the existence of a progressive current within the regime, one willing to
modernize the political system.

The aperturistas also saw potential for reform in the area of political
representation in the Organic Law of the Movement. According to this
Law, the Movement had the function of ‘channelling the contrast of
opinions within its Principles’. But the National Council still had to
approve a statute and an additional law in order to legalize political
associations. In the end, it took the Council two years to approve the
ambiguous ‘associations of public opinion’. The growing impatience
of some members of the regime was such that, while still waiting for
Franco’s ratification of the Law, they began the formation of associ-
ations.22 In total, five associations were created. Ironically, however,
after all this trouble, the Caudillo did not ratify the law.

The summer of 1969 witnessed two incidents that momentarily
diverted the attention of the political class from the issue of associations.
The first one was the appointment of Prince Juan Carlos as Franco’s
successor to the position of Head of State with the title of King. The
second one was the exposure of a financial scandal by the company
Matesa, in which various ministers – linked with the Catholic organ-
ization Opus Dei – were tainted. The scandal, which led to a cabinet
crisis, reflected the acute divisions within the regime. As a result of the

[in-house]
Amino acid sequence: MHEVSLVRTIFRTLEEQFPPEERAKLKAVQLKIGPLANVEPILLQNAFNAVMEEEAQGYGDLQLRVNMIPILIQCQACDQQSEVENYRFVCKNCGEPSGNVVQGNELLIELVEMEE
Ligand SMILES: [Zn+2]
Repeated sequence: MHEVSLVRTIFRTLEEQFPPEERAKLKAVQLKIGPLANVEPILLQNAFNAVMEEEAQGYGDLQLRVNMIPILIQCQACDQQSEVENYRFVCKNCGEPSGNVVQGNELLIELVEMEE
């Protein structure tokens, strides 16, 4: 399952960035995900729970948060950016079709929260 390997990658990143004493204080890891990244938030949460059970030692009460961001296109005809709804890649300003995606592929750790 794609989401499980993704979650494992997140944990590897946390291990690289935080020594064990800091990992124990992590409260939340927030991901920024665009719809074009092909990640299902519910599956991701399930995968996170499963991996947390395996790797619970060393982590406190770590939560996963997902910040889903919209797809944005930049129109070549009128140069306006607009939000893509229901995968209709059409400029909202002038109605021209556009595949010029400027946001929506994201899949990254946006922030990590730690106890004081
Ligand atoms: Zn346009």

crisis Manuel Fraga was dismissed from the Ministry of Tourism and
Information.

In the autumn of 1969, the Minister Secretary-General of the Move-
ment, Torcuato Fernández-Miranda, took up the issue of the associations

Page 139

Cristina Palomares 127

again by proposing to replace the old ‘Delegation of Associations’ with
one for the ‘Family, Political Action and Participation’. The proposal
would be presented to Congress on 15 December 1969. That day, four
national councillors made speeches in reply to Fernández-Miranda’s
proposal. One of them was Manuel Fraga, who, although he was already
out of the government, remained as a procurador in the Cortes. His
speech clearly reflected the concerns of the reformist sector formed
by many young people who supported his idea of modernizing the
regime. However, Fraga upset the Caudillo, who regarded his speech
as disloyal. Once again, however, discrepancies between Admiral Luis
Carrero Blanco (Franco’s right-hand man) and Fernández-Miranda, as
well as the Caudillo’s reluctance to accept any reform, led to a complete